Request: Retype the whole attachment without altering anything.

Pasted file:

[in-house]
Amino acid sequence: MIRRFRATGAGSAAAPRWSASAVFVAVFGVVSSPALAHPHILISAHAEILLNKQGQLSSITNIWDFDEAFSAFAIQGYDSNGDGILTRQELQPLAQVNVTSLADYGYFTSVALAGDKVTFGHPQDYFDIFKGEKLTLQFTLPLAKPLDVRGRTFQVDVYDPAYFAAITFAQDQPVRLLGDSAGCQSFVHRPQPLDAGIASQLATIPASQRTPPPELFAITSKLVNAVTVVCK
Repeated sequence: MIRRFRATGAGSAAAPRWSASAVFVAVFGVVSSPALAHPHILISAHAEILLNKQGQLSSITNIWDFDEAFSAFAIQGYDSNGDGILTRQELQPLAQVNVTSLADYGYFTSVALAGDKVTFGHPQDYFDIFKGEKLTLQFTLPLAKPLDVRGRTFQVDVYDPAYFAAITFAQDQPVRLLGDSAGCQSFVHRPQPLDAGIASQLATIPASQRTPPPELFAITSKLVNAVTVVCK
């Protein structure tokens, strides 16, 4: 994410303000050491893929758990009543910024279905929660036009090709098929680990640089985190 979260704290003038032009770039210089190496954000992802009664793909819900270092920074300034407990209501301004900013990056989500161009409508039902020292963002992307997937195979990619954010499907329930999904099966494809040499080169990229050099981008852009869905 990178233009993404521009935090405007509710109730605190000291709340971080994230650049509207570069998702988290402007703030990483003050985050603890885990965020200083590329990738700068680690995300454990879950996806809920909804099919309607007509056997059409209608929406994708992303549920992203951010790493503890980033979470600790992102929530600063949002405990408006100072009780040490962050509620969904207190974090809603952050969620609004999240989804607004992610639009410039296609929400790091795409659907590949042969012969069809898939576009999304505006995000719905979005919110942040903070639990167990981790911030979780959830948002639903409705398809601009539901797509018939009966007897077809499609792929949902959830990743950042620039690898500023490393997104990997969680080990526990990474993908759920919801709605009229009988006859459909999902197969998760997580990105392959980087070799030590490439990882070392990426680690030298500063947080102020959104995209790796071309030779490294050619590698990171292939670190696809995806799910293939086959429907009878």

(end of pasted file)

[in-house]
Amino acid sequence: MIRRFRATGAGSAAAPRWSASAVFVAVFGVVSSPALAHPHILISAHAEILLNKQGQLSSITNIWDFDEAFSAFAIQGYDSNGDGILTRQELQPLAQVNVTSLADYGYFTSVALAGDKVTFGHPQDYFDIFKGEKLTLQFTLPLAKPLDVRGRTFQVDVYDPAYFAAITFAQDQPVRLLGDSAGCQSFVHRPQPLDAGIASQLATIPASQRTPPPELFAITSKLVNAVTVVCK
Repeated sequence: MIRRFRATGAGSAAAPRWSASAVFVAVFGVVSSPALAHPHILISAHAEILLNKQGQLSSITNIWDFDEAFSAFAIQGYDSNGDGILTRQELQPLAQVNVTSLADYGYFTSVALAGDKVTFGHPQDYFDIFKGEKLTLQFTLPLAKPLDVRGRTFQVDVYDPAYFAAITFAQDQPVRLLGDSAGCQSFVHRPQPLDAGIASQLATIPASQRTPPPELFAITSKLVNAVTVVCK
């Protein structure tokens, strides 16, 4: 994410303000050491893929758990009543910024279905929660036009090709098929680990640089985190 979260704290003038032009770039210089190496954000992802009664793909819900270092920074300034407990209501301004900013990056989500161009409508039902020292963002992307997937195979990619954010499907329930999904099966494809040499080169990229050099981008852009869905 990178233009993404521009935090405007509710109730605190000291709340971080994230650049509207570069998702988290402007703030990483003050985050603890885990965020200083590329990738700068680690995300454990879950996806809920909804099919309607007509056997059409209608929406994708992303549920992203951010790493503890980033979470600790992102929530600063949002405990408006100072009780040490962050509620969904207190974090809603952050969620609004999240989804607004992610639009410039296609929400790091795409659907590949042969012969069809898939576009999304505006995000719905979005919110942040903070639990167990981790911030979780959830948002639903409705398809601009539901797509018939009966007897077809499609792929949902959830990743950042620039690898500023490393997104990997969680080990526990990474993908759920919801709605009229009988006859459909999902197969998760997580990105392959980087070799030590490439990882070392990426680690030298500063947080102020959104995209790796071309030779490294050619590698990171292939670190696809995806799910293939086959429907009878």